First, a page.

Farmers should be allowed to shoot deer on their own lands, but only where deer are causing a menace to farmers, according to Cavan Fine Gael Councillor Winston Bennett.
The range of problems associated with deer, including the spread of TB, was brought up at a recent Cavan County Council meeting, where Bennett was speaking.
"Where deer are causing a menace to farmers on their own lands, like when a dog is worrying sheep, they should be allowed to be shot," he told Agriland.
Under the law, deer can only be hunted in Ireland with a licence and the penalties for hunting deer without a licence can include fines and/or imprisonment, or both.
In 2015, the Department of Arts, Heritage and the Gaeltacht issued over 4,600 deer hunting licences in 2015.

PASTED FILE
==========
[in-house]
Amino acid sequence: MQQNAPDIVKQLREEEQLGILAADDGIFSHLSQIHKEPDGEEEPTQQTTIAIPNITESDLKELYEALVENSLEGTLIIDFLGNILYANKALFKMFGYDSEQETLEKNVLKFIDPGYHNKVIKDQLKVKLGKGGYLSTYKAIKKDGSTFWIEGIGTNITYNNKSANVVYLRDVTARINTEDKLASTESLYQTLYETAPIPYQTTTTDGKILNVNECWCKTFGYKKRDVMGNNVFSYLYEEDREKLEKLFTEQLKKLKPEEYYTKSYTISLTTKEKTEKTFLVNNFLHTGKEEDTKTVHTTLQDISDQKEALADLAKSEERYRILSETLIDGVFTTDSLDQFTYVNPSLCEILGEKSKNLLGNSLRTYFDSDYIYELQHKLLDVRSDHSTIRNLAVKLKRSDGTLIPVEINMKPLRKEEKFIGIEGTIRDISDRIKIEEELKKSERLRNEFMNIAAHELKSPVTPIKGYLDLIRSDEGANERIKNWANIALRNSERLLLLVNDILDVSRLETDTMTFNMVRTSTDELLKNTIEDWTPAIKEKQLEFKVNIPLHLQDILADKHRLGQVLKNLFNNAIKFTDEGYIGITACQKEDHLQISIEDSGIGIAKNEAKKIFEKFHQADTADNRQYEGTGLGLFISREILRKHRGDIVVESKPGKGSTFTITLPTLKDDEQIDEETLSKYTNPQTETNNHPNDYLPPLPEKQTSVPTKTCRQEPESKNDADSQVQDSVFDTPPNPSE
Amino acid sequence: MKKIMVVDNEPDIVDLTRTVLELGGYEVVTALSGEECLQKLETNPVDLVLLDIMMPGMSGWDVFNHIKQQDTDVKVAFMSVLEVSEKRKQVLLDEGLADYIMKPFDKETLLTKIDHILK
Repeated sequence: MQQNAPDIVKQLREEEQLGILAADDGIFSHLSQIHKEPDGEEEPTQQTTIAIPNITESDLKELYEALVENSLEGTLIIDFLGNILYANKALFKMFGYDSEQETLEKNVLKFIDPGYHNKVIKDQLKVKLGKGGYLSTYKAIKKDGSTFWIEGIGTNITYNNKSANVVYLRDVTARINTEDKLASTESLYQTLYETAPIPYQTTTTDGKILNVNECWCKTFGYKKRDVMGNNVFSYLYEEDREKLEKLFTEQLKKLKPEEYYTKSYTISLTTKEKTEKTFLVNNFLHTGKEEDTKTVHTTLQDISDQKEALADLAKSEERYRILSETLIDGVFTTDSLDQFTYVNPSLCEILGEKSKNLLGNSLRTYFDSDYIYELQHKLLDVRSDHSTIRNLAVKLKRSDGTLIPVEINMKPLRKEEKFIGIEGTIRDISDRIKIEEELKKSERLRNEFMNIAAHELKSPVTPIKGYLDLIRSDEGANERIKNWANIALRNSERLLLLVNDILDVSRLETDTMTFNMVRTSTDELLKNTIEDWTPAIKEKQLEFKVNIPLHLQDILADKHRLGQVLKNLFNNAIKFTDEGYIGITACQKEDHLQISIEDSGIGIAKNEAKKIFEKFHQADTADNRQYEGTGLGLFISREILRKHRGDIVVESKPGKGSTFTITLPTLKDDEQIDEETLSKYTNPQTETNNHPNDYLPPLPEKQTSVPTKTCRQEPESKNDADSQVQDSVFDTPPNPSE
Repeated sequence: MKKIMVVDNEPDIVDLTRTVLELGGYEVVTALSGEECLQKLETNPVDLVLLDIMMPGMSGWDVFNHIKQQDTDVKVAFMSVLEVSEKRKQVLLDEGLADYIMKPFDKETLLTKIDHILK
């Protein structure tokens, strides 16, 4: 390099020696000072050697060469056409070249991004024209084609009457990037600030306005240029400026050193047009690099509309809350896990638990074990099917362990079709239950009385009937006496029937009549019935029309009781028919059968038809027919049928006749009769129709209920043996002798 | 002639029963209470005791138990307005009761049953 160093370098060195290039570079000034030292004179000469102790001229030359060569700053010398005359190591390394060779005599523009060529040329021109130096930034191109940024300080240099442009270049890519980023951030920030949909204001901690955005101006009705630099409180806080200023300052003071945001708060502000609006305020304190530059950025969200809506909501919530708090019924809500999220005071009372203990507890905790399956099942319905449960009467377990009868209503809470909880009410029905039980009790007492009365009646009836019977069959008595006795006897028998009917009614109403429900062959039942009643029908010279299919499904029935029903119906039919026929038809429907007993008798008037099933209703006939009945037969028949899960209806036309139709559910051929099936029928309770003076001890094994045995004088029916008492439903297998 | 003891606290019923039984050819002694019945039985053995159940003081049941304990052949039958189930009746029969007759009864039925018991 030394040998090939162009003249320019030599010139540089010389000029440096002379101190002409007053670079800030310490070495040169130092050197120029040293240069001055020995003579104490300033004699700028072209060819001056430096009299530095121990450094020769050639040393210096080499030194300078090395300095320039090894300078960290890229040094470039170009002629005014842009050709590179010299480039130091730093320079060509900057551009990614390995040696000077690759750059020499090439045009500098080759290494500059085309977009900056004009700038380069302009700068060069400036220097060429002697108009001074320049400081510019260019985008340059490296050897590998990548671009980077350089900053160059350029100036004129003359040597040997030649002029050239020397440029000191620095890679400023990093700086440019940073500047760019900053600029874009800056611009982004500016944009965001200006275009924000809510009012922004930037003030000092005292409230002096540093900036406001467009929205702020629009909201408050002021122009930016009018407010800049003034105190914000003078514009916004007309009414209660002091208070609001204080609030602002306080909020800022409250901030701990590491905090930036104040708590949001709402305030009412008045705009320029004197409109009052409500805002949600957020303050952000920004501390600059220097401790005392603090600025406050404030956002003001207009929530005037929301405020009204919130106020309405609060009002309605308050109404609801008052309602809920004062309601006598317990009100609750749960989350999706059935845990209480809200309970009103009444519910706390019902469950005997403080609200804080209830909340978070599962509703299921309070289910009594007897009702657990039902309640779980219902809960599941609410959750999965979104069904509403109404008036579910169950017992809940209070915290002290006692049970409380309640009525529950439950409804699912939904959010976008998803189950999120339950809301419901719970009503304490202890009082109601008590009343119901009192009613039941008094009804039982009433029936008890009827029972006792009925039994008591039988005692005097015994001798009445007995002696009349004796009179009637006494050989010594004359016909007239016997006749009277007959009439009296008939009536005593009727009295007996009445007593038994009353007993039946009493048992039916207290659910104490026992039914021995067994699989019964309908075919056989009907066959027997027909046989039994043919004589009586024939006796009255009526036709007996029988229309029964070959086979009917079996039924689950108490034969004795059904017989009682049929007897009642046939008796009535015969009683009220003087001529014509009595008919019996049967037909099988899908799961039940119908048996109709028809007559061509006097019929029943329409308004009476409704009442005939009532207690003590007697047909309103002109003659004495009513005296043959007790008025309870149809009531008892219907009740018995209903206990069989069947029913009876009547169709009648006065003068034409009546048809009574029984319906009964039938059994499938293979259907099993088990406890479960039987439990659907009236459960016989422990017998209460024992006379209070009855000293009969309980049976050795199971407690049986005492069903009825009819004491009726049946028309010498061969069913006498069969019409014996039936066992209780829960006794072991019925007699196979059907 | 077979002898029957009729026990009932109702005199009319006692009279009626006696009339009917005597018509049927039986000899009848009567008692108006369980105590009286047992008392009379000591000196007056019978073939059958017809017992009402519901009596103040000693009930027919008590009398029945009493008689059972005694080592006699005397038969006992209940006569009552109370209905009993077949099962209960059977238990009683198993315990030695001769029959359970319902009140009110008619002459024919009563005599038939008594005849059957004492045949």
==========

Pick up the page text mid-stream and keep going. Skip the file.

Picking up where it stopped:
To date this year, the Department has received almost 1,400 deer hunting applications.
Deer hunters have been encouraged by the Department to submit their applications early in order to ensure that their annual licences are processed and issued before the commencement of the deer hunting season on September 1.
What do you think - Should farmers without a licence be allowed to shoot deer that encroach on their lands and cause problems for farmers?
Earlier this year, a report on Bovine TB by the Department of Agriculture found that incidences of TB in cattle herds last year fell on 2014 levels.
In 2015, there were 15,317 reactor cattle, down 828 head on 2014.
The highest number of reactor cattle was in Co. Clare with 1,383, followed by Co. Wicklow with a total of 1,184 reactors and Cork South with 1,127.
The lowest number of reactor cattle in 2015 was in Co. Dublin with 63 reactors, followed by Co. Louth with 120 reactors and Co. Kildare which had 138.